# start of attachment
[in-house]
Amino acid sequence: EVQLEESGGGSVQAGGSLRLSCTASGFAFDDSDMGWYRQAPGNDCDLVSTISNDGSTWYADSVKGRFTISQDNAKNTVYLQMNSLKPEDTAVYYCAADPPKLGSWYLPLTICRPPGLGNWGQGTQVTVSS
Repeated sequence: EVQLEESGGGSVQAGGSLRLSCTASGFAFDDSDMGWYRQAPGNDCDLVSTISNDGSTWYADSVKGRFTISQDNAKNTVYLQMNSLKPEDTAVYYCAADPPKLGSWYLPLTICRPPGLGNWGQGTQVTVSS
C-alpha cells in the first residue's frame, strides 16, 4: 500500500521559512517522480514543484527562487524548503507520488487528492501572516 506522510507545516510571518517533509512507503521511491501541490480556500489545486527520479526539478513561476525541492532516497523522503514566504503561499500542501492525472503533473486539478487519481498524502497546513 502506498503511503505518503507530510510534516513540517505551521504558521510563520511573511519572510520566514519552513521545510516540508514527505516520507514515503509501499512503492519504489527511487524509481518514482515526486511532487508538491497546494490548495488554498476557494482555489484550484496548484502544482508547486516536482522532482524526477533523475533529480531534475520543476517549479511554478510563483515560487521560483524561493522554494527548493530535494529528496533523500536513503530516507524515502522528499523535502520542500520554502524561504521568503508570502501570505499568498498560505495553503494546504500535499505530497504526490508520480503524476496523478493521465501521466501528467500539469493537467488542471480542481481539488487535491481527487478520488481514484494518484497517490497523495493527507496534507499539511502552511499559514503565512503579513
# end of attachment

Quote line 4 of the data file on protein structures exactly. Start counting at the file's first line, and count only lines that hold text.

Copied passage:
C-alpha cells in the first residue's frame, strides 16, 4: 500500500521559512517522480514543484527562487524548503507520488487528492501572516 506522510507545516510571518517533509512507503521511491501541490480556500489545486527520479526539478513561476525541492532516497523522503514566504503561499500542501492525472503533473486539478487519481498524502497546513 502506498503511503505518503507530510510534516513540517505551521504558521510563520511573511519572510520566514519552513521545510516540508514527505516520507514515503509501499512503492519504489527511487524509481518514482515526486511532487508538491497546494490548495488554498476557494482555489484550484496548484502544482508547486516536482522532482524526477533523475533529480531534475520543476517549479511554478510563483515560487521560483524561493522554494527548493530535494529528496533523500536513503530516507524515502522528499523535502520542500520554502524561504521568503508570502501570505499568498498560505495553503494546504500535499505530497504526490508520480503524476496523478493521465501521466501528467500539469493537467488542471480542481481539488487535491481527487478520488481514484494518484497517490497523495493527507496534507499539511502552511499559514503565512503579513